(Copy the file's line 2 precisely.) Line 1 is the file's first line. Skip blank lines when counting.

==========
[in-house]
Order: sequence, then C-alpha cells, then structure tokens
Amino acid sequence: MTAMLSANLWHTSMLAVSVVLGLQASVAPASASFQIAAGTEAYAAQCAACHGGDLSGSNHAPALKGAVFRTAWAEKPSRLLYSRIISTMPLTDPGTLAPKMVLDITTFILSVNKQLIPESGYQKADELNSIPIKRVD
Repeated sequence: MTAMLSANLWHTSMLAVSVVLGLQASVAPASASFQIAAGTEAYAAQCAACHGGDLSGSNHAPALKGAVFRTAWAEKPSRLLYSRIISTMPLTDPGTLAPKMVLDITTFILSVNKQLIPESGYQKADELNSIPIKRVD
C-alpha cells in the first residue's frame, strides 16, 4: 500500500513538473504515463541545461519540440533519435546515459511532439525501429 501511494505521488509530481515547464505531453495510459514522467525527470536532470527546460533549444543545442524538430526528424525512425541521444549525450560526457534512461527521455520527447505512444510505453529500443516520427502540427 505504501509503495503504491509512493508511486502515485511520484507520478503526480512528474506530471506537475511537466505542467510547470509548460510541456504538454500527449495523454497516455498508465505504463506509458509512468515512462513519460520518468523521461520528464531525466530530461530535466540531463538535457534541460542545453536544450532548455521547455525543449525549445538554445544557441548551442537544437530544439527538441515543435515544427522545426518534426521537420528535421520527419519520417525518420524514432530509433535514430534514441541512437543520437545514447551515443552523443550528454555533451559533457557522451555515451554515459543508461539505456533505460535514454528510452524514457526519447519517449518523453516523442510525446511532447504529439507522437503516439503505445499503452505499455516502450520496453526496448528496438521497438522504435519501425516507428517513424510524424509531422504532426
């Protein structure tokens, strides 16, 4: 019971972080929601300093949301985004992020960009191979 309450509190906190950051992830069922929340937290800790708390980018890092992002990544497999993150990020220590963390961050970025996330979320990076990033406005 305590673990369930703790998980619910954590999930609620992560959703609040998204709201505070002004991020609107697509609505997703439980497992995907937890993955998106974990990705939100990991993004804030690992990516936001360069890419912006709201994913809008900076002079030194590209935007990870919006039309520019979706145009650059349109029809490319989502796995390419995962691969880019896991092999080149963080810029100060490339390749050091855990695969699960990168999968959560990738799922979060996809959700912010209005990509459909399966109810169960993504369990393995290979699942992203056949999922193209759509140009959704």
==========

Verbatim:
Order: sequence, then C-alpha cells, then structure tokens